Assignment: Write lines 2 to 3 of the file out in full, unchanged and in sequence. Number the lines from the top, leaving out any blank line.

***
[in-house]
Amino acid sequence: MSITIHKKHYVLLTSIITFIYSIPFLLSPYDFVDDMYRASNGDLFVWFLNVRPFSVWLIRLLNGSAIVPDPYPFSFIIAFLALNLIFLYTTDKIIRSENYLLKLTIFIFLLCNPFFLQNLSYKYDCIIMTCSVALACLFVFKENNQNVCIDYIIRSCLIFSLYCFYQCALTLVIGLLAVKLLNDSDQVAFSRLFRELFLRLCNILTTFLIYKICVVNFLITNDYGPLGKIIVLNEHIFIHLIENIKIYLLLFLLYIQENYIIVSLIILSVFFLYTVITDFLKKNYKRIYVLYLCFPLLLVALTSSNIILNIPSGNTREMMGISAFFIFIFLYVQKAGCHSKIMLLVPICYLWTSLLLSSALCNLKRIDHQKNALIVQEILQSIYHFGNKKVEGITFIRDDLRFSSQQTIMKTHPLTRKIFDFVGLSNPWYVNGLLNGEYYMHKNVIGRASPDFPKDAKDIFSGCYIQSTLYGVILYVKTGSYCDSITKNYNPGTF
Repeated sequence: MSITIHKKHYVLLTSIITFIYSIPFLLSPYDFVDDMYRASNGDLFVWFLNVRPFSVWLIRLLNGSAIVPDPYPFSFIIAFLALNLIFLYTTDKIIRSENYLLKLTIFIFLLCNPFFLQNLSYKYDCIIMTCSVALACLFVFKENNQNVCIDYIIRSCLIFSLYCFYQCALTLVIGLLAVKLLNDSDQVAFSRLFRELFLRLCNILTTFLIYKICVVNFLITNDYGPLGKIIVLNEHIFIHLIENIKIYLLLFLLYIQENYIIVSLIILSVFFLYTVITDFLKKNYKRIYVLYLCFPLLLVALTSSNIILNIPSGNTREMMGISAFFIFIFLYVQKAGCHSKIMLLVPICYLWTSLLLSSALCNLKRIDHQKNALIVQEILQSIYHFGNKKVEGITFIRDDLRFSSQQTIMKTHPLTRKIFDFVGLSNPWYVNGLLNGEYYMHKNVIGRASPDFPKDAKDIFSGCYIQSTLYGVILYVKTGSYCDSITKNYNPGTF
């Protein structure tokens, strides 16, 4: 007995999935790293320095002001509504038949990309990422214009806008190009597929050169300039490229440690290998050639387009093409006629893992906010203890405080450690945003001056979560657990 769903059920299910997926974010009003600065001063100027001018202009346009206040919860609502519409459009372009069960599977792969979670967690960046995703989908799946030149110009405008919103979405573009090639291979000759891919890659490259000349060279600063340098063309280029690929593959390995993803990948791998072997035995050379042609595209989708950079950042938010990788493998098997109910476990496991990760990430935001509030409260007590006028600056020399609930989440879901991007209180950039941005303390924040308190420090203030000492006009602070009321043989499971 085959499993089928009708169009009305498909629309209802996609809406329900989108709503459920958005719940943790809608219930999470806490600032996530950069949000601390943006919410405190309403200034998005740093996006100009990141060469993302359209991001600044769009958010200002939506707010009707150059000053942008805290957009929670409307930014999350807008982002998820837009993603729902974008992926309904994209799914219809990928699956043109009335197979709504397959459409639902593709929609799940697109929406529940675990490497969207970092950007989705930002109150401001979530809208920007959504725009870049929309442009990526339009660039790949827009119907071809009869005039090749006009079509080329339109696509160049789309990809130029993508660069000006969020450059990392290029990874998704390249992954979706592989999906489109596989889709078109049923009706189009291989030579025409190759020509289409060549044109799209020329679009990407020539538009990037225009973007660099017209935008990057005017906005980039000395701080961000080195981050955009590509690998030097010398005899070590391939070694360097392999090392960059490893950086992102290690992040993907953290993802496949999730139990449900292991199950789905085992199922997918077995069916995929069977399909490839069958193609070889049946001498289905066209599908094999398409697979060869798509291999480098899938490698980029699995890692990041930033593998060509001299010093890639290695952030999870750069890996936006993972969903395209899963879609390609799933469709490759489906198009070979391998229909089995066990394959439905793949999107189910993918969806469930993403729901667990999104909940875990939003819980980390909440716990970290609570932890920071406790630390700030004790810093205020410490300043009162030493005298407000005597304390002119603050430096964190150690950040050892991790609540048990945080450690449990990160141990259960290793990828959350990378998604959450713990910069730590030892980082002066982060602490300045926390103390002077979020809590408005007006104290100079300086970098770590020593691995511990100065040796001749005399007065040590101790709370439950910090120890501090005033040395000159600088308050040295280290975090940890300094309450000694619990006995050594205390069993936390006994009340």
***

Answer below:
Amino acid sequence: MSITIHKKHYVLLTSIITFIYSIPFLLSPYDFVDDMYRASNGDLFVWFLNVRPFSVWLIRLLNGSAIVPDPYPFSFIIAFLALNLIFLYTTDKIIRSENYLLKLTIFIFLLCNPFFLQNLSYKYDCIIMTCSVALACLFVFKENNQNVCIDYIIRSCLIFSLYCFYQCALTLVIGLLAVKLLNDSDQVAFSRLFRELFLRLCNILTTFLIYKICVVNFLITNDYGPLGKIIVLNEHIFIHLIENIKIYLLLFLLYIQENYIIVSLIILSVFFLYTVITDFLKKNYKRIYVLYLCFPLLLVALTSSNIILNIPSGNTREMMGISAFFIFIFLYVQKAGCHSKIMLLVPICYLWTSLLLSSALCNLKRIDHQKNALIVQEILQSIYHFGNKKVEGITFIRDDLRFSSQQTIMKTHPLTRKIFDFVGLSNPWYVNGLLNGEYYMHKNVIGRASPDFPKDAKDIFSGCYIQSTLYGVILYVKTGSYCDSITKNYNPGTF
Repeated sequence: MSITIHKKHYVLLTSIITFIYSIPFLLSPYDFVDDMYRASNGDLFVWFLNVRPFSVWLIRLLNGSAIVPDPYPFSFIIAFLALNLIFLYTTDKIIRSENYLLKLTIFIFLLCNPFFLQNLSYKYDCIIMTCSVALACLFVFKENNQNVCIDYIIRSCLIFSLYCFYQCALTLVIGLLAVKLLNDSDQVAFSRLFRELFLRLCNILTTFLIYKICVVNFLITNDYGPLGKIIVLNEHIFIHLIENIKIYLLLFLLYIQENYIIVSLIILSVFFLYTVITDFLKKNYKRIYVLYLCFPLLLVALTSSNIILNIPSGNTREMMGISAFFIFIFLYVQKAGCHSKIMLLVPICYLWTSLLLSSALCNLKRIDHQKNALIVQEILQSIYHFGNKKVEGITFIRDDLRFSSQQTIMKTHPLTRKIFDFVGLSNPWYVNGLLNGEYYMHKNVIGRASPDFPKDAKDIFSGCYIQSTLYGVILYVKTGSYCDSITKNYNPGTF